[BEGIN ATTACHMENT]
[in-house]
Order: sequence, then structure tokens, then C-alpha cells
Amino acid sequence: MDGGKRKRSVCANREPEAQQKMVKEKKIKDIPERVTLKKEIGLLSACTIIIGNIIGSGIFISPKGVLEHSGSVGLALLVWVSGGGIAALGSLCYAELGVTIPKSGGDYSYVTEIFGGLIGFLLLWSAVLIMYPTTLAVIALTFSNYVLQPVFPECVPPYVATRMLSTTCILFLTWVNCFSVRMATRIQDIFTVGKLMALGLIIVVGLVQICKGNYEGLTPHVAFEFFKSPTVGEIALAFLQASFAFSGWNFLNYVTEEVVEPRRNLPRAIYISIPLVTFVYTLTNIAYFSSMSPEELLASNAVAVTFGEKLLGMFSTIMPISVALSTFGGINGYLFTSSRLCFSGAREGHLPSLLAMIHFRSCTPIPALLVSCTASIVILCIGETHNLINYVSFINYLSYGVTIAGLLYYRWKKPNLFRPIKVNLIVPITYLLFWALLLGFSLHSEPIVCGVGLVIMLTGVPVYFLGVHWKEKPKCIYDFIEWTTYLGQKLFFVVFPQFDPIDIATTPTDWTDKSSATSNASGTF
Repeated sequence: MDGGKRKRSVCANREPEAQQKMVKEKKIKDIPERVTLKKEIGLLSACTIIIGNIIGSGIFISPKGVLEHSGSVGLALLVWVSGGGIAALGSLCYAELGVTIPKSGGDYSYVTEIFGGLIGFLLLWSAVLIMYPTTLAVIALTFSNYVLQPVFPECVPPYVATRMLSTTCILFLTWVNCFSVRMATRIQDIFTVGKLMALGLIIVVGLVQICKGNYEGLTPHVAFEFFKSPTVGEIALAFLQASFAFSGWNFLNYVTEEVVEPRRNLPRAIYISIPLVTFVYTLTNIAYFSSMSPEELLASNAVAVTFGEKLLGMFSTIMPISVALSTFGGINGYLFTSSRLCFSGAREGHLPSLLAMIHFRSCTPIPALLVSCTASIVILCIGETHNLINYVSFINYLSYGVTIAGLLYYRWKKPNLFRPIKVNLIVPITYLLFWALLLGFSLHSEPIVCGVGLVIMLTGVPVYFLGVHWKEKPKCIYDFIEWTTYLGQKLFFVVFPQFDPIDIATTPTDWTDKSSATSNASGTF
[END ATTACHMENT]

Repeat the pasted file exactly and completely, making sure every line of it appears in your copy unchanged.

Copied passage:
[in-house]
Order: sequence, then structure tokens, then C-alpha cells
Amino acid sequence: MDGGKRKRSVCANREPEAQQKMVKEKKIKDIPERVTLKKEIGLLSACTIIIGNIIGSGIFISPKGVLEHSGSVGLALLVWVSGGGIAALGSLCYAELGVTIPKSGGDYSYVTEIFGGLIGFLLLWSAVLIMYPTTLAVIALTFSNYVLQPVFPECVPPYVATRMLSTTCILFLTWVNCFSVRMATRIQDIFTVGKLMALGLIIVVGLVQICKGNYEGLTPHVAFEFFKSPTVGEIALAFLQASFAFSGWNFLNYVTEEVVEPRRNLPRAIYISIPLVTFVYTLTNIAYFSSMSPEELLASNAVAVTFGEKLLGMFSTIMPISVALSTFGGINGYLFTSSRLCFSGAREGHLPSLLAMIHFRSCTPIPALLVSCTASIVILCIGETHNLINYVSFINYLSYGVTIAGLLYYRWKKPNLFRPIKVNLIVPITYLLFWALLLGFSLHSEPIVCGVGLVIMLTGVPVYFLGVHWKEKPKCIYDFIEWTTYLGQKLFFVVFPQFDPIDIATTPTDWTDKSSATSNASGTF
Repeated sequence: MDGGKRKRSVCANREPEAQQKMVKEKKIKDIPERVTLKKEIGLLSACTIIIGNIIGSGIFISPKGVLEHSGSVGLALLVWVSGGGIAALGSLCYAELGVTIPKSGGDYSYVTEIFGGLIGFLLLWSAVLIMYPTTLAVIALTFSNYVLQPVFPECVPPYVATRMLSTTCILFLTWVNCFSVRMATRIQDIFTVGKLMALGLIIVVGLVQICKGNYEGLTPHVAFEFFKSPTVGEIALAFLQASFAFSGWNFLNYVTEEVVEPRRNLPRAIYISIPLVTFVYTLTNIAYFSSMSPEELLASNAVAVTFGEKLLGMFSTIMPISVALSTFGGINGYLFTSSRLCFSGAREGHLPSLLAMIHFRSCTPIPALLVSCTASIVILCIGETHNLINYVSFINYLSYGVTIAGLLYYRWKKPNLFRPIKVNLIVPITYLLFWALLLGFSLHSEPIVCGVGLVIMLTGVPVYFLGVHWKEKPKCIYDFIEWTTYLGQKLFFVVFPQFDPIDIATTPTDWTDKSSATSNASGTF